To make implementation of the new Express Entry system in the Philippines even more befuddled Bill C-35 An Act to Amend the Immigration and Refugee Protection Act (June 2011) expressly prohibits employment agencies (which is what POEA licensees are) from providing immigration advice or providing assistance with Canadian immigration applications, as they are doing so (by nature of their business) for a fee. Canada’s choice to regulate the immigration consultation industry in 2011 strictly limited those who can offer immigration assistance or advice for a fee to the small group of “authorized representatives” as defined by the Act.
The fact that the seemingly two biggest players who might assist the vast number of Filipino applicants connect to the new Express Entry system, POEA licensed recruitment agencies and regulated immigration consultants, both cannot legally participate in this process because of contradictory policy initiatives, should certainly be a matter of concern for everyone to be affected by this new system and those implementing it.
The obvious question that presents itself is, if we can’t do it and they can’t do it, who is going to do it? While it is likely that Citizenship and Immigration Canada envisions the possibility of creating such a user friendly system that would be applicants can themselves manage to complete the task of registration, this constitutes an unrealistic expectation. Although all forms for Canadian immigration streams are currently self-fillable, the reality is that the complexity of the application and the legislation necessitates assistance in most cases. Barriers like a 28 day response time from the Canadian embassy in Manila relating to questions on application procedures, the limitations that Bill C-35 imposes on Visa Application Centers’ legal ability to provide advice to its clients and the fact that Citizenship and Immigrations’ helpline is NOT available to overseas callers all further complicate an individual applicant’s ability to proceed independently.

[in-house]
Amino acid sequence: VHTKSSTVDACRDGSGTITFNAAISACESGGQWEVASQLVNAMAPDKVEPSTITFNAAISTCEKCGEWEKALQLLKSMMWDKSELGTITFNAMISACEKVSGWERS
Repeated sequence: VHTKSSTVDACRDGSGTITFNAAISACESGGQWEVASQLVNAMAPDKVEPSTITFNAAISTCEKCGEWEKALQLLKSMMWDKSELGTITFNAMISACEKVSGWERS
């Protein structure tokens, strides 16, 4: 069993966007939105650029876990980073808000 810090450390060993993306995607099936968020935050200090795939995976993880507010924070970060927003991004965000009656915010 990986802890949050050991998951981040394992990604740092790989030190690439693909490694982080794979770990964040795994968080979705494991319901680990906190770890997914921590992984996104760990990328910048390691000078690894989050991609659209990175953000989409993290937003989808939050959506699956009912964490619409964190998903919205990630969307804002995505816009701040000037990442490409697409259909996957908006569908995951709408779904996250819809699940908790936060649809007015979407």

In summation there should be some awareness of the implications that these express prohibitions have on the ambitious new Express Entry system for Filipino applicants, and in turn what this could mean for the Canadian government’s immigration goals.
The Canada Network Inc.
September 29, 2014
Cebu City, Philippines